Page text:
Co-driver Richard Warr arrived Friday night and we decided to give the obligatory pub visit a miss and after loading the car with tools and spares we just had a Chinese takeaway and watched a bit of TV. 
We left mine at 1am Saturday morning and planned our route of M25, M11, A14 and then the A1. The road works on the A14 were still going on and we found the road closed before we'd even got to Huntingdon. The diversion route was sign posted appallingly and I had to rely on Richard finding a route on google maps on his phone to miss out the closed section and get us back on track. 
Richard took the wheel just after Peterborough while I tried (unsuccessfully) to grab some sleep. The A1 was very dark and very boring with hardly any cars, but lots of trucks. Just before Blyth Richard was flagging, so I took the wheel again. His long journey from Warwickshire to mine on the Friday had obviously taken its toll. 
By now the sun was starting to rise so it wasn't so difficult. Richard slept all the way from Blythe to the A68 turn off at Corbridge where we completed another driver change. By now the flask of coffee I'd prepared before we left was coming in handy as well. 
Just after we swapped drivers we decided to enter the location for the national day thinking we shouldn't have that much further to go. We were quite a bit out with this one as it turns out we still had another 82 miles to cover! 
The sun was up by the time we passed the Angel of the north and the mist and fog from the night before had now disappeared. 
Around the Newcastle area we were starting to get a bit peckish and according to google the restaurant on the site didn't open until 12pm. We didn't want to get all the way there and then have to leave site again to get something to eat, so we thought we'd try and find something before we got there. 
However, once north of Newcastle things get a bit sparse and the area becomes quite remote. There doesn't even seem to be many petrol stations around let alone cafes or snack wagons. The first place we found was the Purdy lodge which was only 4 miles away from where we going to anyway. 
With the car re-fuelled and us fed we pulled into the camp site at around 8.40am. It had been a long drive through the night, but apart for the A14 diversion, things had gone well.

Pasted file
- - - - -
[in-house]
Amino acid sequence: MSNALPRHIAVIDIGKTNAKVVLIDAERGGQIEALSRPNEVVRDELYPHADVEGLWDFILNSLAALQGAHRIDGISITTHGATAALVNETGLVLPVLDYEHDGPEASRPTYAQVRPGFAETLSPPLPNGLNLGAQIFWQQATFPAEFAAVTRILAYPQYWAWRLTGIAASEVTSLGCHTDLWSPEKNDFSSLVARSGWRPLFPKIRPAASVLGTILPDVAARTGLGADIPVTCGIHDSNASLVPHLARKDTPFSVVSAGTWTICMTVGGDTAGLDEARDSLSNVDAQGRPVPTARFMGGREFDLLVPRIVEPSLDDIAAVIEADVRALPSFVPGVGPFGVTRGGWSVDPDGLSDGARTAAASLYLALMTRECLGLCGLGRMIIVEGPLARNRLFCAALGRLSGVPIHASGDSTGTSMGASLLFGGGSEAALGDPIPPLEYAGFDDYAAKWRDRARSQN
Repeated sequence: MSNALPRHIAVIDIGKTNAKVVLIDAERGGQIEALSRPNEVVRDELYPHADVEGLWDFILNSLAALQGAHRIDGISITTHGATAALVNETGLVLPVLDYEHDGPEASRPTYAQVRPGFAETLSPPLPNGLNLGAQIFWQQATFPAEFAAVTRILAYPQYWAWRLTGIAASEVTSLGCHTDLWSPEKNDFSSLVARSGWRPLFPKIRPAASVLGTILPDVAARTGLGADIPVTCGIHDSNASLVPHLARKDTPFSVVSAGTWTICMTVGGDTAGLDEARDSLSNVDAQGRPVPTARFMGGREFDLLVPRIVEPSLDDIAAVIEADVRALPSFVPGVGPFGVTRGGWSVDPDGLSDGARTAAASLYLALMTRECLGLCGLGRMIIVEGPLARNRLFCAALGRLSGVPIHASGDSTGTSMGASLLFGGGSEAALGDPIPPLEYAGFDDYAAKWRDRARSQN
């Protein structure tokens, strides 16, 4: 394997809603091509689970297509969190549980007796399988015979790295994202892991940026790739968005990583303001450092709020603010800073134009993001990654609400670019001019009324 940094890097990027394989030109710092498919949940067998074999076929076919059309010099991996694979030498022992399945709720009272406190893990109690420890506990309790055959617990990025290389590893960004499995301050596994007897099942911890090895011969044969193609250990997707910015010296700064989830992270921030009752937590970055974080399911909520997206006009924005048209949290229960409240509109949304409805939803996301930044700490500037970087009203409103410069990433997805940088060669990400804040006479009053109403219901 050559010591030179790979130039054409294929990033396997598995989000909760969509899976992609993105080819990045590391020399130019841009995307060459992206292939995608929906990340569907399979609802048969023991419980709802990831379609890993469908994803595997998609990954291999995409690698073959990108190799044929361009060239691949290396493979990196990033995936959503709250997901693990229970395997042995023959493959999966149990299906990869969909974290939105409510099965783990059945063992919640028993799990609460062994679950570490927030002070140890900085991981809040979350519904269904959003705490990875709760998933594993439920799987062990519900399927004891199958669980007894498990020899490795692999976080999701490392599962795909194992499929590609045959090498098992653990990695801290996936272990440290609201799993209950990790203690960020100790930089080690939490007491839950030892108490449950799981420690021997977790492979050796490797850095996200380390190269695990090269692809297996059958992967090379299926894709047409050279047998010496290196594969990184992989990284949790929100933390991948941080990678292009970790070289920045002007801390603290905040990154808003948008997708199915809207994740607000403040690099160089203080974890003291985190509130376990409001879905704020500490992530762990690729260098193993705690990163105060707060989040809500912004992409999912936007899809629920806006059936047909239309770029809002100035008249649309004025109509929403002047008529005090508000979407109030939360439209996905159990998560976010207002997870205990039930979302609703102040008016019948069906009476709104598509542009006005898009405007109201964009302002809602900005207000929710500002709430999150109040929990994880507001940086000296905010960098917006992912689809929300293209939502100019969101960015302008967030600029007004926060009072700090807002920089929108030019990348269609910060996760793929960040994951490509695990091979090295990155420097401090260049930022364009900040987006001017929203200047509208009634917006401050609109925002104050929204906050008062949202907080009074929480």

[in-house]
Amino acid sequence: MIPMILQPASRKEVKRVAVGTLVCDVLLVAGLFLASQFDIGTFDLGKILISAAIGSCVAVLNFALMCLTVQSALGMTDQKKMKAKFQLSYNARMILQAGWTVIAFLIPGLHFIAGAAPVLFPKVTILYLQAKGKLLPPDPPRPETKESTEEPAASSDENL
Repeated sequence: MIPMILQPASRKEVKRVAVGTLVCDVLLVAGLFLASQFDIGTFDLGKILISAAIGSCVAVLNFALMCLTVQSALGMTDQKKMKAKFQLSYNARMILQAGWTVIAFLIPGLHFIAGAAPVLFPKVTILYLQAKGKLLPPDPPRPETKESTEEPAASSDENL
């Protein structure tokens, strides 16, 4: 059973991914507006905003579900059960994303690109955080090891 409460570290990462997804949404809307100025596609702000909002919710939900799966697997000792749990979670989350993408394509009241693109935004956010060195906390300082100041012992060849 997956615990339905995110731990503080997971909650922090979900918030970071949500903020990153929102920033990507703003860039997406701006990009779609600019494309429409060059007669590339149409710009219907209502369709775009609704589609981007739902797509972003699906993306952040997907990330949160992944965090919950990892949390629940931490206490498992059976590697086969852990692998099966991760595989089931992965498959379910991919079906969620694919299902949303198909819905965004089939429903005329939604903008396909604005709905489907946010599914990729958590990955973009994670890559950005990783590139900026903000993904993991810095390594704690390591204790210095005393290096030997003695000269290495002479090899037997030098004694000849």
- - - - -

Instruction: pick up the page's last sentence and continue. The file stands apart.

The day was lovely and warm already and became quite hot as it went on. Although not as hot as it was in the south apparently. 
There were some lovely cars there and the standard as usual was very high. Richard and I were asked to judge the best performance modified, and I hope we managed to do a good job. 
It was also a great day as well for meeting friends and fellow enthusiasts and catching up with people not seen for a while. 
The journey home was going to be a long and hot one so at 2.45pm we made the decision to leave. The sat nav was predicting an eta home of 8.45pm and telling us we had 345 miles to travel, so with oil and water checked we set off. I took the first stint and my target was to the junction of the A1 and the M62. However, this was a bit ambitious and I only made it as far as Wetherby before tiredness took over. The heat was also incredible the further south we headed and it was like driving with the heater on full blast even with both front windows wide open.
Richard took over from Wetherby, but before long we were having trouble with fueling and the car came to a stop in a lay-by on the A1. The metal facet electric fuel pump was extremely hot and this was thought to be the issue. With the pump re-mounted further back and well away from the radiator, we set off again. However, 20 minutes later we had the same issue and had to stop again. The fuel pump was very hot again and so I wondered if it was overheating and cutting out.  Luckily, I always carry spares and so a brand-new Huco electric pump was fitted in place of the facet pump. I also moved the fuel pressure regulator on the other side of the engine bay to move this further back from the radiator too in case this was being affected. Before setting off we decided to let everything to cool off for a while we settled for a McDonalds meal and cold drink. The heat really was something else and I was sweating buckets just working over the engine bay. 
With dinner out of the way we set out once again and all seemed to be good, but we found out after about ten miles that it still wasn't. The hesitation started again and before long we had had to dive for the hard shoulder again.